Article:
Boston Junior Bruins forward Michael Holland has been leaning on the “play” button during the world’s coronavirus pause. After all, it may only be the end of April, but the college hockey season will be here before you know it, and Holland wants to be at his best when he shows up at Miami University in Ohio later this summer.
“I’ve been running a lot, keeping my cardio in shape, and I built some homemade hockey tools,” said the ‘99 out of Charlotte, N.C. “I made a stickhandling board, and my brother and I created a hockey net out of a chain link fence and chicken wire. All this work will be necessary at the college level."
Holland spoke about his first impressions with the Redhawks and their staff.
“I liked the coaches at Miami. They’re trying to shift the culture to what they want it to be,” said Holland. “It was their first season last year and they set their standard of excellence day in and day out on and off the ice. I was looking to play somewhere that school and hockey both mattered.”
This past season, Holland moved on from four years at Deerfield Academy to the Junior Bruins and put together a fantastic performance despite a collarbone injury cutting into the start of his season. He posted a 9-11-20 line in 39 games.
“I am very happy for Michael and his family,” added Junior Bruins Head Coach Mike Anderson. “Michael had some really positive momentum coming into the start of the season and unfortunately injured his shoulder late in the summer and wasn’t available for us until mid-November. Given that he was in his age-out year it put a lot of pressure on Mike to try and carve out a point producing role for himself on a team that was having a lot of success up front already.”
“I called Coach Anderson the day [I broke my collarbone], and he was very supportive. He told me I should still come to main camp, and I learned to watch the game,” said Anderson. “When I got into playing, Coach Anderson and Coach [John] Butler helped me every single day to help me realize it would be a process getting back into it. My poise with the puck improved the most, being patient and making plays at a higher speed than before, just advancing every step faster and being able to compete at a junior pace.”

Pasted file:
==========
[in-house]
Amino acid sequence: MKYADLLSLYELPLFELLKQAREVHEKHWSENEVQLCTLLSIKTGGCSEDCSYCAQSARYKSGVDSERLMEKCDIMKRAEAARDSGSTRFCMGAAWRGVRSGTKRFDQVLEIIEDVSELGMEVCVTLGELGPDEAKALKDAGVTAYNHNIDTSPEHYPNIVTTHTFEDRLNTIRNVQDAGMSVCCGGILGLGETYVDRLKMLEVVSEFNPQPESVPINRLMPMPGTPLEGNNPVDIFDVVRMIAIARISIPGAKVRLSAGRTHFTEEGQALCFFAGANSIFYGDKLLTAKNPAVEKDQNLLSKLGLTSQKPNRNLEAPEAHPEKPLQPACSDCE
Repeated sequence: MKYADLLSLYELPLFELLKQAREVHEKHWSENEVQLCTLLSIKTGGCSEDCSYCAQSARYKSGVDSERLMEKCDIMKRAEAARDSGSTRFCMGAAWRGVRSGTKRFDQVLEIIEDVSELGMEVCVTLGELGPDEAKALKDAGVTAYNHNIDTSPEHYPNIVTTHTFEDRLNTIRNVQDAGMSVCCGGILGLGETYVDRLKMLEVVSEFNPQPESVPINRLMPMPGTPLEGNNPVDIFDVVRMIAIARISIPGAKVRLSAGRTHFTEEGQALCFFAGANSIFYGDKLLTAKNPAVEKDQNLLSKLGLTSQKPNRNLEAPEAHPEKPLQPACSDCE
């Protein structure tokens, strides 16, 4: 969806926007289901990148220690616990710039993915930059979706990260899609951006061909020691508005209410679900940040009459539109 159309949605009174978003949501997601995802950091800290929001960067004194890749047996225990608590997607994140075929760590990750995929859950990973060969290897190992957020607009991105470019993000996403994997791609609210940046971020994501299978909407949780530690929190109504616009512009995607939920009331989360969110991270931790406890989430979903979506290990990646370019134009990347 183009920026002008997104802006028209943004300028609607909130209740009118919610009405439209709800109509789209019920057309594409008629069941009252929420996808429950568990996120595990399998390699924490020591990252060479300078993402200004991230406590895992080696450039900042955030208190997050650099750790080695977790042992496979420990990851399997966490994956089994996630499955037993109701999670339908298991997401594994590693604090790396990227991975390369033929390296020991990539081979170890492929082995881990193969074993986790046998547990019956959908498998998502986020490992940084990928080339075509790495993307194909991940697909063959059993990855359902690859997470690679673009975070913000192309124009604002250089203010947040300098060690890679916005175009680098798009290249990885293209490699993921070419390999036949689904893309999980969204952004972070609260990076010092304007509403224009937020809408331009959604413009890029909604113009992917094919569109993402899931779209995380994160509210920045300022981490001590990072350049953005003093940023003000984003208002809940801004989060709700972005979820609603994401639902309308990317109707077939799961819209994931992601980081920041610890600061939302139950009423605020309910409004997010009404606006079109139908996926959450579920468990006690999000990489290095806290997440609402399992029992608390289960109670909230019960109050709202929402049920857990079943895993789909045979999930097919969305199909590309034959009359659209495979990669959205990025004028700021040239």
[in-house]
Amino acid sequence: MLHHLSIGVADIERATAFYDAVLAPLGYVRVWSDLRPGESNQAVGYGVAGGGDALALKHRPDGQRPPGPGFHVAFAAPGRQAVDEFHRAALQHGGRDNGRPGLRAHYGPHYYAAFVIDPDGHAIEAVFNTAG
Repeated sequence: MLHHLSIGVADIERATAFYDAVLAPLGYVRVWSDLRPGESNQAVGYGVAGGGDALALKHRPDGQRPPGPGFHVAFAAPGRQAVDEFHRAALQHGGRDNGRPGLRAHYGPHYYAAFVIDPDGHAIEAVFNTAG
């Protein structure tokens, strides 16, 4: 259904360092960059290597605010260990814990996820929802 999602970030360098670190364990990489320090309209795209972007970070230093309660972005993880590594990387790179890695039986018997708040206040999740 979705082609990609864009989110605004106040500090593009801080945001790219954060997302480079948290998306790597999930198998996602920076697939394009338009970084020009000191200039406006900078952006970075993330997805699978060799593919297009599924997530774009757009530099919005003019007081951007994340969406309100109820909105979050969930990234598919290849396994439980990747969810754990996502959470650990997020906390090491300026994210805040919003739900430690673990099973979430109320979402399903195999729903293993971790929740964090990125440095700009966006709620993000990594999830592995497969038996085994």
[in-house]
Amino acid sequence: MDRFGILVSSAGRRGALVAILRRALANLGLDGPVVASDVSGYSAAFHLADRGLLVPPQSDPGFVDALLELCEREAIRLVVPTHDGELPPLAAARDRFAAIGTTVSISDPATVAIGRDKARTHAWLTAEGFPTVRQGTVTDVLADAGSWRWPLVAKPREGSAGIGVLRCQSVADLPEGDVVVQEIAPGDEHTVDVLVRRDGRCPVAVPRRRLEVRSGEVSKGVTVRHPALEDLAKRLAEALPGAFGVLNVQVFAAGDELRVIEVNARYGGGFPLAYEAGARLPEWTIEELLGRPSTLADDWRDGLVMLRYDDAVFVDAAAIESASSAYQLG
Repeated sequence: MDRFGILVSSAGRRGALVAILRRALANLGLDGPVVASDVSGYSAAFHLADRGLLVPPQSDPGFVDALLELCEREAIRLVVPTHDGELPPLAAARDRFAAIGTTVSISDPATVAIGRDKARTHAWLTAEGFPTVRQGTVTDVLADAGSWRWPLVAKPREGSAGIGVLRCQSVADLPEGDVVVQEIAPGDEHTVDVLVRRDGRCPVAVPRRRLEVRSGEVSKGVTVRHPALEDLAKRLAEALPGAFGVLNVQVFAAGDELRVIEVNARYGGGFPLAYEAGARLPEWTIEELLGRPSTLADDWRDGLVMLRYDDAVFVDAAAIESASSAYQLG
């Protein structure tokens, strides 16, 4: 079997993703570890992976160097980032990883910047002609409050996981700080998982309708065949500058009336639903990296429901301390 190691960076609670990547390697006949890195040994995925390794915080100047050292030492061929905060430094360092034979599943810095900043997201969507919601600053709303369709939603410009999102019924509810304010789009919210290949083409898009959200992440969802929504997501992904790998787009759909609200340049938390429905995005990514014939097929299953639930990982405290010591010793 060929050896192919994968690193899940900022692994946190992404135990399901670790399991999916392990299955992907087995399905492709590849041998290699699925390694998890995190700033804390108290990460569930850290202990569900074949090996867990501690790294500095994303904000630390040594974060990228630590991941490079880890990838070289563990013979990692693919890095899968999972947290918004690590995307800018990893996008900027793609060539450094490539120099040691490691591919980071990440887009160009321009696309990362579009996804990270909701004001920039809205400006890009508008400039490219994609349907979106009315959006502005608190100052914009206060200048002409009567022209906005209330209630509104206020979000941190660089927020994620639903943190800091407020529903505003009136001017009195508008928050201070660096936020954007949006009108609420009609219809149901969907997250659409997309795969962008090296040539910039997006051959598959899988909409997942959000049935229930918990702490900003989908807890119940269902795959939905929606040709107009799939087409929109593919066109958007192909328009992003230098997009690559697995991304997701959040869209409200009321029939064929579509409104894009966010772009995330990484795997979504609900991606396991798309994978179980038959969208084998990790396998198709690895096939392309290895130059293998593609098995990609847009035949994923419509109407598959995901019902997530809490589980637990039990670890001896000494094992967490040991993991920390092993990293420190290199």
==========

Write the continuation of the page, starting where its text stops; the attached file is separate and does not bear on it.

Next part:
Anderson was grateful for Holland’s efforts on the ice and his mature character off the ice.
“He did a terrific job contributing to our team and finding different ways to make an impact in our lineup. In talking with the staff at Miami, I think those characteristics are what attracted them to Michael as well,” Anderson added. “He is a high character person, works very hard at wanting to get better and do things the right way, has fought through some adversity, and possesses the size, speed and physicality to play a meaningful role in their lineup.”
Holland’s family advisor was a former Miami player, and helped Holland network with the Miami staff.
“Towards the end of the year, I was talking to some schools, so he called me and asked me if I thought Miami might be in the mix,” added Holland. “I talked to the coaches and took an official visit on the campus with the freshmen and loved it.”
He applied to the Farmer School of Business at Miami and was accepted, making him excited to study business or economics.
“The Farmer School of Business is a highly-rated business school. My parents both graduated from business school, and I talked to them and a few people in the front office at the Farmer School of Business, and I thought that was the best choice for me.”
“I’m very excited that Michael Holland has this opportunity,” Anderson added, “and I know that he will represent himself, his family, the Junior Bruins and the USPHL community in a very positive way.”
The USPHL congratulates Michael Holland, his family, the Boston Junior Bruins and Miami University for his commitment.